They are only not applicable in as much as manufacturers today aren't producing components that support installation. Tomorrow that might be different. Some Cyclocross frames/forks are already supporting them, and rightly so as they are far superior off road to rim brakes.
--brett
Am not talking of what is possible tomorrow. Right now they are not applicable unless you custom build your frame and fork.
 

Insaneclimber

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Aug 21, 2006
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DISC BRAKES ARE HEAVY

and they do not give you more stopping power, disc brakes give good modulation something that is not needed on a road bike. Oh and if you realy want them on a road bike then just use a mtb frame and hubs, a 700c rim will fit easy. the front fork wont be very aero though, but then who cares.
 

sideshow_bob

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Insaneclimber said:
DISC BRAKES ARE HEAVY
You get some of that back in a disc specific rim which can be lighter. We already have bikes that are struggling to meet the UCI 6.8kg limit and that are being artificially weighted (a powertap or srm as an example). As materials evolve (and assuming the 6.8kg limit remains in place) there is every possibility that disc equipped bikes could be at or around that limit.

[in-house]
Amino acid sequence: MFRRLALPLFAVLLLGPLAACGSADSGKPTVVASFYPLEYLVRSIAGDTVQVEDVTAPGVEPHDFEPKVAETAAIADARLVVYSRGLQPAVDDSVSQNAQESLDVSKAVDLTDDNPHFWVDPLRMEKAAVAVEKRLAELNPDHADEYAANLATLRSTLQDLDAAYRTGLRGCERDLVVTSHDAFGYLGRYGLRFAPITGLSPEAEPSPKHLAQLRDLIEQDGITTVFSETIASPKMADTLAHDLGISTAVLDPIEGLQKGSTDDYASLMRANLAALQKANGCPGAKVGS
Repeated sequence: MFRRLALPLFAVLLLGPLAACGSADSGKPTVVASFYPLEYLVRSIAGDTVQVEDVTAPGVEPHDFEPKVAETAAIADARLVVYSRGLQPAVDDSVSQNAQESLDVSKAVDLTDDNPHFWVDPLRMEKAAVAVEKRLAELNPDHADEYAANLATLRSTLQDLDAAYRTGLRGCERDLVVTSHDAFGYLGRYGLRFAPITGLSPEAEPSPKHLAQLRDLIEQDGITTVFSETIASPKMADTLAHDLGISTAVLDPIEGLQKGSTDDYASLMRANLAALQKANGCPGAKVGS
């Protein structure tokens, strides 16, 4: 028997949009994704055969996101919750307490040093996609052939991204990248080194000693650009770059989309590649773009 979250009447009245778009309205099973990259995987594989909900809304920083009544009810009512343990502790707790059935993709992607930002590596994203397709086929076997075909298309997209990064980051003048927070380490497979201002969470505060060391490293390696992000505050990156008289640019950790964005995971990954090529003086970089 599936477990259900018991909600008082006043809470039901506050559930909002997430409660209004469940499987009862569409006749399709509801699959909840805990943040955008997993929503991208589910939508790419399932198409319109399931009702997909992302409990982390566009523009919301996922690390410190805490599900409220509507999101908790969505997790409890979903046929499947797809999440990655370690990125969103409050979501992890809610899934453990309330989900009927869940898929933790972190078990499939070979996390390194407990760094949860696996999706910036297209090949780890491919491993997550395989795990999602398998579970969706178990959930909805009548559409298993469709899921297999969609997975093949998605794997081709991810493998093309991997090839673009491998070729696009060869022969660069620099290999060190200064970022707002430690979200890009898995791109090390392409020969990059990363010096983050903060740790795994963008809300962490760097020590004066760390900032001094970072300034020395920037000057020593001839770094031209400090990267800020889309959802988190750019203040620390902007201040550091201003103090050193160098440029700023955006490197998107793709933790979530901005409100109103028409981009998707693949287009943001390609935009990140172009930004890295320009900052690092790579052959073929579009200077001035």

Disc brakes absolutely give better stopping power in certain situations. Wet / muddy etc etc.

--brett
 

Insaneclimber

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sideshow_bob said:
You get some of that back in a disc specific rim which can be lighter. We already have bikes that are struggling to meet the UCI 6.8kg limit and that are being artificially weighted (a powertap or srm as an example). As materials evolve (and assuming the 6.8kg limit remains in place) there is every possibility that disc equipped bikes could be at or around that limit.

Disc brakes absolutely give better stopping power in certain situations. Wet / muddy etc etc.

--brett
No disc brakes do not give better stopping power, think about it a rim brake has the ability to lockup and skid the wheel, so how then do disc brakes improve tyre traction, they dont do they, disc brakes are more powerful but the governing factor here is tyre traction. and last time i tried my "you beauty" v brakes in wet muddy conditions they locked the wheel too? Disc brakes give better modulation ( for dummies that means better feel)
 

Rich8P

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Jul 21, 2006
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Insaneclimber said:
DISC BRAKES ARE HEAVY
Are you sure?

I've MTB Magura disks according to internet: weight 747g per pair including levers and cables...

...and a pair of Ultegra at 335g for the brakes and 490g for the levers (couldn't find the weight of the cable). Perhaps the comparison isn't fair because the Ultregra include a gear control.

I just looked this up on the internet so perhaps the numbers need checking.

Canyon have a prototype 6.8kg bike with twin front disks.

I'd have thought that disks are heavier, hence all the MTB racers have V-brakes in the dry but would be interested in the evidence.